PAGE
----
Infection Control

San Joaquin General Hospital's overall infection rates are consistently and significantly lower than state and national rate benchmarks. While we are proud of our low infection rates, we recognize that even one hospital-acquired infection is too many. We share our infection rates as part of our commitment to transparency and our pursuit of zero hospital acquired infections.

Outcome Measures: January 2017 - December 2017 Data

CLABSI (Lower is Better)
SJGH 0.65
CA Level 0.85
Nat. Level 1.00

Colon SSI (Lower is Better)
SJGH 0.34
CA Level 0.95
Nat. Level 1.00

NTSV (Lower is Better)
SJGH 23.80
CA Level 24.60
Nat. Level 26.00

Sepsis Mortality (Lower is Better)
SJGH 9.86
CA Level 14.90
Nat. Level 25.00

VTE (Lower is Better)
SJGH 0.00
CA Level 3.00
Nat. Level 2.00


Outcome Measures: January 2017 - December 2017 Data

CLABSI - Central line-Associated Blood Stream Infection: A serious infection that occurs when germs enter the bloodstream through a central line. A central line is a special intra-venous catheter (IV) that allows access to a major vein close to the heart and can stay in place for weeks or months. The value shown above is a Standardized Infection Ratio (SIR), which is the ratio of observed-to-expected infections during the measure period. SIRs below 1.00 indicate that the observed number of infections during the measure period was lower than would be expected under normal conditions, whereas values above 1.00 indicate that the observed number of infections was higher than expected. Limitations: In the calculation of the Standardized Infection Ratio (SIR), the CDC adjusts for differences between hospitals. However, patient risk factors are not taken into account. These patient-specific variables (e.g., poor skin integrity, immunosuppression) can increase the risk of developing a central line infection. Hence, the SIR for hospitals that care for more medically complex or immuno-suppressed patients may not be adequately adjusted to account for those patient-specific risk factors.

Colon SSI - Colon Surgical Site Infection: An infection (usually bacteria) that occurs after a person has colorectal surgery that occurs at the body site where the surgery took place. While some involve only the skin, others are more serious and can involve tissues under the skin, organs, or implanted material. The value shown above is a Standardized Infection Ratio (SIR), which is the ratio of observed-to-expected infections during the measure period. SIRs below 1.00 indicate that the observed number of infections during the measure period was lower than would be expected under normal conditions, whereas values above 1.00 indicate that the observed number of infections was higher than expected. Limitations: Some, but not all patient-specific risk factors are included in the adjustment of the SIR for these types of infections. However, not all relevant risk factors are included (e.g., trauma, emergency pro- cedures). Hence, the SIRs for hospitals performing more complex procedures or with larger volumes of trauma or emergency procedures may not be adequately adjusted to account for those patient-specific risk factors.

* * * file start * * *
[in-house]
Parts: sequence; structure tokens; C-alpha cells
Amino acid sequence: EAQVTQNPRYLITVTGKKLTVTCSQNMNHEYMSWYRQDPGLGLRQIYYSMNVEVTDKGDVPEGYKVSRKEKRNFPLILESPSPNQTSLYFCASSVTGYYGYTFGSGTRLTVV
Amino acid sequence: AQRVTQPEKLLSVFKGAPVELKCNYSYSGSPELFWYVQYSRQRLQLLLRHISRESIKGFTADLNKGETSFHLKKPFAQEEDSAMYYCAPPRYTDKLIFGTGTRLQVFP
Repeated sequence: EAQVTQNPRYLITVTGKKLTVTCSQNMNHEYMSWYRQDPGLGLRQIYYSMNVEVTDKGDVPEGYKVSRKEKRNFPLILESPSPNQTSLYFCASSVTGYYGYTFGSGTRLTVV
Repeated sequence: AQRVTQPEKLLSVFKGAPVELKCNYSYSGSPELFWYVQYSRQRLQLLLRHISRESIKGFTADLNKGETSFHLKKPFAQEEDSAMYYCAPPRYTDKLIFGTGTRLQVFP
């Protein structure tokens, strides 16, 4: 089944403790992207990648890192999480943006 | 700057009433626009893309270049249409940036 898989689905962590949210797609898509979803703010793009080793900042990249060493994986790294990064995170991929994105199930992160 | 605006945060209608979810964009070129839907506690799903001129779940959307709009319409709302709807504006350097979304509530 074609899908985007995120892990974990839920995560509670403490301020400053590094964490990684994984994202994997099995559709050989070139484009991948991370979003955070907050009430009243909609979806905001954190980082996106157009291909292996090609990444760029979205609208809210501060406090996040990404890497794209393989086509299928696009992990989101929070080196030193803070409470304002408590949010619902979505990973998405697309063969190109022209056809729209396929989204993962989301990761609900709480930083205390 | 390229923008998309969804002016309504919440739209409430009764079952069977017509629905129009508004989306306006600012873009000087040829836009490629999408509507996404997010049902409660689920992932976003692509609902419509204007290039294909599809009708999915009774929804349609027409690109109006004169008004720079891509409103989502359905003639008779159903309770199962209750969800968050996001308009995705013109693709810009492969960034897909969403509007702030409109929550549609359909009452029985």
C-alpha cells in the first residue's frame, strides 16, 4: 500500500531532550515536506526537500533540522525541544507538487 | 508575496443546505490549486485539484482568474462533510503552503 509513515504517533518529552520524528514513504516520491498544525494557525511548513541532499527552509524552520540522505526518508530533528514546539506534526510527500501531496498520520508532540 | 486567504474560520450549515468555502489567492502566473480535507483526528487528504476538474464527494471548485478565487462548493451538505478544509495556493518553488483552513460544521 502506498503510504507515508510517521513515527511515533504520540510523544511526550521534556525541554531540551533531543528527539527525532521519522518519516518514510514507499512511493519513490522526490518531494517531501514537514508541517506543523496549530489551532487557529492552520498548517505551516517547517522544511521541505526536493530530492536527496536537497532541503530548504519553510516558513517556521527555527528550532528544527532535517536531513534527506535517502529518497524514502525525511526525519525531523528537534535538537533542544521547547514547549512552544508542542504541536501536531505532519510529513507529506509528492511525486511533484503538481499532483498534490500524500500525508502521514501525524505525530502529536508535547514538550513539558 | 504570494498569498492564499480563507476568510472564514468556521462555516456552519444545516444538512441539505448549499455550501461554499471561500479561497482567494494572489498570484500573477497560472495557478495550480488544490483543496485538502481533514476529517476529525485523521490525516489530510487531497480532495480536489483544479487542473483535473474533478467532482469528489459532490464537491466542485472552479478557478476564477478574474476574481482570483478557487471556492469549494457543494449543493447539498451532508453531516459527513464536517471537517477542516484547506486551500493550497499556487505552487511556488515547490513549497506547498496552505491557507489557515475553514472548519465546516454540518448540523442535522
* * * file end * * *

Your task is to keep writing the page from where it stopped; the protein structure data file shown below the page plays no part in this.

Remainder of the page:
NTSV - Nulliparous, Term, Singleton, Vertex Cesarean Birth Rate: The percentage of cesarean (surgical) births among first-time mothers who are at least 37 weeks pregnant with one baby in a head down position (not breech or transverse). Lower values indicate that fewer cesareans were performed in the hospital among primarily low risk, first-time mothers. Limitations: NTSV rates do not take into account certain obstetric conditions, such as placenta previa, that may make Cesarean delivery the safer route for both mother and infant.

Sepsis Mortality: Percent of patients, with a severe infection, who die in the hospital. Most sepsis cases (over 90%) start outside the hospital. Lower percentage of death indicates better survival. Limitations: Use of discharge/administrative data is limiting since such data has lower specificity for diagnoses than clinical data. In addition, without risk adjustment for differences in patient-specific factors, comparing rates among hospitals is difficult.

VTE - Venous thromboembolism: The measure of patients who develop deep vein clots who had not received potentially preventive treatment. Limitations: Although not adjusted to account for patient-specific risk factors, this rate is helpful in distinguishing a hospital’s adherence to the best practice of administration of appropriate VTE prophylaxis to all appropriate patients.

San Joaquin General Hospital

has the following in place:

  • Maternity Safety Program
  • Sepsis Protocol
  • Respiratory Monitoring Program